languages on the other. Languages fall along a continuum  of
abstractness, from the most powerful all the way down to machine
languages, which themselves vary in power.
Consider Cobol. Cobol is a high-level language, in the sense that
it gets compiled into machine language. Would anyone seriously
argue that Cobol is equivalent in power to, say, Python? It's
probably closer to machine language than Python.
Or how about Perl 4? Between Perl 4 and Perl 5, lexical closures
got added to the language. Most Perl hackers would agree that Perl
5 is more powerful than Perl 4. But once you've admitted that,
you've admitted that one high level language can be more powerful
than another. And it follows inexorably that, except in special
cases, you ought to use the most powerful you can get.
This idea is rarely followed to its conclusion, though. After a
certain age, programmers rarely switch languages voluntarily.
Whatever language people happen to be used to, they tend to consider
just good enough.
Programmers get very attached to their favorite languages, and I
don't want to hurt anyone's feelings, so to explain this point I'm
going to use a hypothetical language called Blub. Blub falls right
in the middle of the abstractness continuum. It is not the most
powerful language, but it is more powerful than Cobol or machine
And in fact, our hypothetical Blub programmer wouldn't use either
of them. Of course he wouldn't program in machine language. That's
what compilers are for. And as for Cobol, he doesn't know how
anyone can get anything done with it. It doesn't even have x (Blub
feature of your choice).
As long as our hypothetical Blub programmer is looking down the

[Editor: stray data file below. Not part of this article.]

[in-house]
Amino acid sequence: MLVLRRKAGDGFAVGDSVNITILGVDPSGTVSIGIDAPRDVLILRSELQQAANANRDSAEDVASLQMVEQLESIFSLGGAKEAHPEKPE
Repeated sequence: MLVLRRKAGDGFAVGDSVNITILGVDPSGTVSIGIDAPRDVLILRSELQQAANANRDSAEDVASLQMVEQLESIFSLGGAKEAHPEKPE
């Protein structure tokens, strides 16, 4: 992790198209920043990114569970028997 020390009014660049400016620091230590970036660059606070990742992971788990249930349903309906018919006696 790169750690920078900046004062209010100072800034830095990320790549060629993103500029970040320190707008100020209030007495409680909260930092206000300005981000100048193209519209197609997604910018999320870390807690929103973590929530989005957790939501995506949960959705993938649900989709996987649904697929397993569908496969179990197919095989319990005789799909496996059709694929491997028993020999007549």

power continuum, he knows he's looking down. Languages less powerful
than Blub are obviously less powerful, because they're missing some
feature he's used to. But when our hypothetical Blub programmer
looks in the other direction, up the power continuum, he doesn't
realize he's looking up. What he sees are merely weird languages.
He probably considers them about equivalent in power to Blub, but
with all this other hairy stuff thrown in as well. Blub is good
enough for him, because he thinks in Blub.
When we switch to the point of view of a programmer using any of
the languages higher up the power continuum, however, we find that
he in turn looks down upon Blub. How can you get anything done in
Blub? It doesn't even have y.
By induction, the only programmers in a position to see all the
differences in power between the various languages are those who
understand the most powerful one. (This is probably what Eric
Raymond meant about Lisp making you a better programmer.) You can't
trust the opinions of the others, because of the Blub paradox:
they're satisfied with whatever language they happen to use, because
it dictates the way they think about programs.
I know this from my own experience, as a high school kid writing
programs in Basic. That language didn't even support recursion.
It's hard to imagine writing programs without using recursion, but
I didn't miss it at the time. I thought in Basic. And I was a
whiz at it. Master of all I surveyed.
The five languages that Eric Raymond recommends to hackers fall at
various points on the power continuum. Where they fall relative
to one another is a sensitive topic. What I will say is that I
think Lisp is at the top. And to support this claim I'll tell you
about one of the things I find missing when I look at the other
four languages. How can you get anything done in them, I think,
without macros? 
Many languages have something called a macro. But Lisp macros are
unique. And believe it or not, what they do is related to the
parentheses. The designers of Lisp didn't put all those parentheses
in the language just to be different. To the Blub programmer, Lisp
code looks weird. But those parentheses are there for a reason.
They are the outward evidence of a fundamental difference between
Lisp and other languages.
Lisp code is made out of Lisp data objects. And not in the trivial
sense that the source files contain characters, and strings are
one of the data types supported by the language. Lisp code, after